Dave Runyon stopped by our staff meeting on Tuesday to share his experience with aligning his gifts and passion with his primary vocation.  Dave lives what he believes and to his point below, changes his life to align with his belief and core conviction.  His impact in this city is profound and pervasive and I always come away from time with Dave having learned something.
What I’ve learned to make my life work better.  
— If vocation is 40 – 60 hours per week, how can I find something that doesn’t feel like work?
— For whatever you’re doing right now, the odds are this:  the demands of your ministry exceed your actual capacity.  I bought the lie that increasing my capacity would make it all work.  But the other way to do it is to have an honest assessment of the demands.  What are you going to take on, what are other people putting on you, what urgent matters are driving you?  My inbox and voicemail were driving my schedule and demand.  Living like that drifts you out of alignment with your values and calling.
— All the external metrics of my ministry were working – I experienced external success and affirmation.  But internally I was living out of alignment with who I was and what I was about.
— Watching a key leader have a public moral failure gave me an out.  I could see where my life was heading.  I watched what happens when you deal with your internal problems through a secret life. This was a huge struggle because I believed the lie that I was living the dream – and that it was my only opportunity to make a kingdom impact.
— I was a teaching pastor teaching people how to live out the text, but I wasn’t neighboring at all.  The pace and demands of ministry interfered with my obedience to Jesus. I had to slow down to love my neighbors.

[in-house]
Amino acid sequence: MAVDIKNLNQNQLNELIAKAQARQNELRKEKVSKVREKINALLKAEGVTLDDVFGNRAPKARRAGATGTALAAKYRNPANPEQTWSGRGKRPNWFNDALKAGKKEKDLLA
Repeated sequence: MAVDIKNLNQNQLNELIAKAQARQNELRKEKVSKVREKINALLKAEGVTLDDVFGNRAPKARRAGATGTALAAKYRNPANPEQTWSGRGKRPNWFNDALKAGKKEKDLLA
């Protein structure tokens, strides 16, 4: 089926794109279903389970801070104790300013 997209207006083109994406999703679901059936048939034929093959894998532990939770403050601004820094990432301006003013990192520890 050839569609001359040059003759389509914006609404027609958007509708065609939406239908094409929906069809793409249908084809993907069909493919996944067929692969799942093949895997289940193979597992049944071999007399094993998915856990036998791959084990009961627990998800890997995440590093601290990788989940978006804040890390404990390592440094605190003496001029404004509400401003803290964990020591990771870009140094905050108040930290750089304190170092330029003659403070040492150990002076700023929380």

— Book recommendation:  The Power of Full Engagement: Stewarding energy, not time.  We grow physically by intentionally stressing muscles, then intentionally resting.  What if that is true with how people grow emotionally and mentally?
— Most of us learn how to push the accelerator down more and more, but we don’t naturally understand engagement and disengagement.  We artificially manage it with coffee and alcohol – stimulates and depressants.
— Healthy people do not allow other people’s demands to dictate their work.  They take a step back and look at: what are the deepest values I hold, what is my key kingdom contribution? Do we live in alignment with the things that we say that we believe?  Is our life congruent with our claimed beliefs?
— I am going to have a big picture perspective on my vocation and I’m going to constantly run what I am doing day to day through the big picture values.
— Some only demonstrate the gospel, others only talk about it. The gospel is at its best when it is proclaimed and demonstrated
— I had drifted into a way where the people in my world were all thinking like me. Most of my world was spent with Christians in my church. But when you choose to be in relationship based on proximity, your literal, actual neighbors, you are forced to love and serve people who think differently from you.
— I was bought into the tyranny of not making people mad.  People are always going to want more.  At the end of the day, if you’re in ministry, no matter how hard you work or try, people are simply not going to like you.
— Some people describe spiritual growth with linear models – like a baseball diamond.  But I think the spiritual life looks more like an infinity sign. It is the journey in and then the journey out.  Interior life, exterior life: daily, seasonally. Healthy long term spirituality pay attention to the interior and exterior life.